Let’s be honest. The 90s kind of sucked for the most part for the major label music scene — specifically the end of the decade. It seemed there was a boy band for every hair on your head. Music took a dip with what was clearly a desperate last attempt by the majors to capitalize on the last gasp of a sinking ship. It was all about numbers and artists weren’t developed like they once were. Majors were tinkering with formulas where they were banking on less then 10% of their stable actually turning a profit and it became a total numbers game. The “music” wasn’t important anymore. The A&R guys who had discovered Soundgarden and Nirvana had long disappeared. I remember paying $22 for a new release on some Tuesdays and being so blown away by what was clearly the “single” and so disappointed with the rest of the album — a lot of the time half-finished “filler” songs that sucked. Ugh. Then… Shawn Fanning made Napster and started this whole peer-to-peer file sharing thing. Suddenly music was conveniently available — by track — for free. This got Metallica all up in a ruffle and people began buying less off of store shelves. They weren’t enjoying music any less, they just had options to get it without paying for it… even if they had to do a little “crate digging” (so to speak) on Kazaa or Napster. This gave them the dual benefit of getting what they really wanted while also being able to screw “the man” in the ivory tower. It was if a massive social class action lawsuit was being undertaken in the form of people stealing music and collectively regulating the market as consumers. The size of your digital track collection was now a bragging right, and you’d be damned if you were going to buy another CD for 20 bucks. An element of excitement that had been lost was now back. Next thing you know, bandwidth is increasing and music on the web is catching on big time. As such, the ability to be exposed to lesser-known indie artists became easier. Web sites became easier to make. Tack on a decade, add a dash of social media, and we have a yet unseen level playing field when it comes to the music industry. It’s hard to argue that people aren’t finding “cool” new artists more easily and with increased regularity. We have the web to thank for that.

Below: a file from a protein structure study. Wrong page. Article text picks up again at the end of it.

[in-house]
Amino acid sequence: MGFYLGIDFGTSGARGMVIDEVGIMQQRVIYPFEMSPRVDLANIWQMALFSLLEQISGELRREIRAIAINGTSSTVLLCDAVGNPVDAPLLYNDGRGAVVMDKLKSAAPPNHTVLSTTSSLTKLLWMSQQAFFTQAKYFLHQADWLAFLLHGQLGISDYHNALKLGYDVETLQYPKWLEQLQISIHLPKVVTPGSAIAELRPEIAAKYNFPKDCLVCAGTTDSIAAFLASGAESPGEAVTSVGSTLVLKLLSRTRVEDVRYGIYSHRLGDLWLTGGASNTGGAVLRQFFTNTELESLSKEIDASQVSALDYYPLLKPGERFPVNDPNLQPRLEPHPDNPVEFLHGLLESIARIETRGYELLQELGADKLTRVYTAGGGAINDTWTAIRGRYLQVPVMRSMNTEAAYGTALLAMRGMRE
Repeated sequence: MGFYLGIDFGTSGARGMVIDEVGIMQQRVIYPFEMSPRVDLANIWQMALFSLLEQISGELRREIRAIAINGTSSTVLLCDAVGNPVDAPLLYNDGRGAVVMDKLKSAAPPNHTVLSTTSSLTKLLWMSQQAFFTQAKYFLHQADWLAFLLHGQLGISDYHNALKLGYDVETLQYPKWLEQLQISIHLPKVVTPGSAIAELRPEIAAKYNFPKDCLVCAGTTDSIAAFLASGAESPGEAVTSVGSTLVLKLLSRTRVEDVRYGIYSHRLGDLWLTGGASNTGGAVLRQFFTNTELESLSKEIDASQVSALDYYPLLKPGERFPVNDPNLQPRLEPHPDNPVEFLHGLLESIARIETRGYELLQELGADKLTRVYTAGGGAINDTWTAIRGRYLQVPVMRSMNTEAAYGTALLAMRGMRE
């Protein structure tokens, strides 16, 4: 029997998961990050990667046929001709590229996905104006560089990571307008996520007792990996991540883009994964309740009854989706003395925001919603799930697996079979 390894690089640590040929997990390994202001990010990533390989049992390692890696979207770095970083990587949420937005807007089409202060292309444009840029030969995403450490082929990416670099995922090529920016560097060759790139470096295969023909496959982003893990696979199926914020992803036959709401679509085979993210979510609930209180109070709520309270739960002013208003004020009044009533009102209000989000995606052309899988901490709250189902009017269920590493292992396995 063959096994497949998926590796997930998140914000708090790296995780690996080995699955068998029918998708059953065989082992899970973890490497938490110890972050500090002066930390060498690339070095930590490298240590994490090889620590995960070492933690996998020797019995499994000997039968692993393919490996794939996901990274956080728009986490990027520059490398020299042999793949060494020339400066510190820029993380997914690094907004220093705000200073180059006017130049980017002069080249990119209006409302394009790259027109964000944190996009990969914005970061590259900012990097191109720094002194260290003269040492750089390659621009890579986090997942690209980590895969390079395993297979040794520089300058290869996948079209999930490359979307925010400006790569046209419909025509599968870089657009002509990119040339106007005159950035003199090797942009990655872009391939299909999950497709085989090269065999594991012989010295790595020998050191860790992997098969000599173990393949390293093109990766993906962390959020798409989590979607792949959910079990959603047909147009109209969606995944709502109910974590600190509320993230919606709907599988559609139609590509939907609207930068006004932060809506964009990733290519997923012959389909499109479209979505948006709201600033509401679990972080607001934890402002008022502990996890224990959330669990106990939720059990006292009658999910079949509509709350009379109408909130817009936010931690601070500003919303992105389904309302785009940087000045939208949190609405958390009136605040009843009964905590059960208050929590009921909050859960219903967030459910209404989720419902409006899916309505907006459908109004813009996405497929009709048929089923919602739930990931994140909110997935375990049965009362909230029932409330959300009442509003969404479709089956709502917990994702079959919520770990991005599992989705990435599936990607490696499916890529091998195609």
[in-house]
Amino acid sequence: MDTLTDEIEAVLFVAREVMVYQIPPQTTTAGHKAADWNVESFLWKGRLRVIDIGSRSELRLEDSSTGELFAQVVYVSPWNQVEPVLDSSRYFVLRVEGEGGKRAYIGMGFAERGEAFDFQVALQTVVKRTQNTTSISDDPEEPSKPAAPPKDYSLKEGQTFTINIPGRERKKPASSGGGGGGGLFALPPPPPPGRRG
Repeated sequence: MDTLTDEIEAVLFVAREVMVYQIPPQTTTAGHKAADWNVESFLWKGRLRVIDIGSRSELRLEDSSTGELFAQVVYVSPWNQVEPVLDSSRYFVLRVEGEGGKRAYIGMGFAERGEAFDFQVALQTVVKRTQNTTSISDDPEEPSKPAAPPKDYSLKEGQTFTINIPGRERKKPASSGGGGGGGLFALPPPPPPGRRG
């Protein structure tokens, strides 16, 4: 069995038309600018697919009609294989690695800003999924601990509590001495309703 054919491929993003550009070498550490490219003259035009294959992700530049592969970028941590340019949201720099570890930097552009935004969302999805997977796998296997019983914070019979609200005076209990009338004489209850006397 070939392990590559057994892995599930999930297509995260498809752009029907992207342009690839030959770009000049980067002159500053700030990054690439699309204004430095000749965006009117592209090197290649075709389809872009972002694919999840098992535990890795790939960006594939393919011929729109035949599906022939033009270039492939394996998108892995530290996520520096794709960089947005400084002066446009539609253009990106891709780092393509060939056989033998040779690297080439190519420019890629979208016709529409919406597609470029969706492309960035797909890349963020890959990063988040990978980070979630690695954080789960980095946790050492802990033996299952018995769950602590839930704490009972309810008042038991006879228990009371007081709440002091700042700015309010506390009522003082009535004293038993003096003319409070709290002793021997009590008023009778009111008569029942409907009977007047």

With all of this happening it’s understandable that vinyl’s enjoying a resurgence in popularity. The essence of vinyl — the experience of discovering, buying, and sharing music — is a social one. The social web’s essence lies in discovering and sharing information.

The way I see it they have more in common than you might realize.

Then there’s the obvious stuff like artwork. It just looks cooler on 7″ foldovers and 12″ jackets that literally dwarf CD booklets. And excuse me, but if I see another digital PDF of packaging bundled with an iTunes download I’m going to lose it. I get my water bill as a PDF, not my liner notes.  In an age where we get bombarded with convenient and impersonal ways to enjoy what we like, the vinyl record is an untouchable icon of what we want music to be. Throw in a digital download when you buy wax for increased convenience and you’re offering the best of both worlds. Vinyl’s timing for an encore not only makes sense, it’s exactly what we all needed.